I would say in many cases, “no.” Let’s look at another example. Let’s say that I wanted to start a high-end ladies handbag company. I come up with some cool designs and am well-connected in the world of celebrities and social media stars. Let’s also say that, while the first batch of my limited edition handbags are being manufactured, I sell 1,000 bags to individual buyers for $10,000 each, delivery to be made within three months when manufacturing is complete. Few, if any, might suggest that a purchase order made out to an individual buying one of my handbags for their personal and “consumptive” use would be an investment contract. In the example, I am selling a “consumptive good” (the handbags) for delivery at a later date. There is always a risk that I could go out of business during the period between when I am paid and when the bags are available for pick-up, but that should not change the securities law analysis.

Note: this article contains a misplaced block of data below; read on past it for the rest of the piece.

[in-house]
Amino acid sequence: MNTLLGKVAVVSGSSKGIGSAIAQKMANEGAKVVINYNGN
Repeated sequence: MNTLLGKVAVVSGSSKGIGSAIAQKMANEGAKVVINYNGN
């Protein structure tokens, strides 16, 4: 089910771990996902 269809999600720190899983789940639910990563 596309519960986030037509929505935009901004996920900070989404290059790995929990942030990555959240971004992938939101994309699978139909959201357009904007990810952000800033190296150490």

Okay — so far, so good.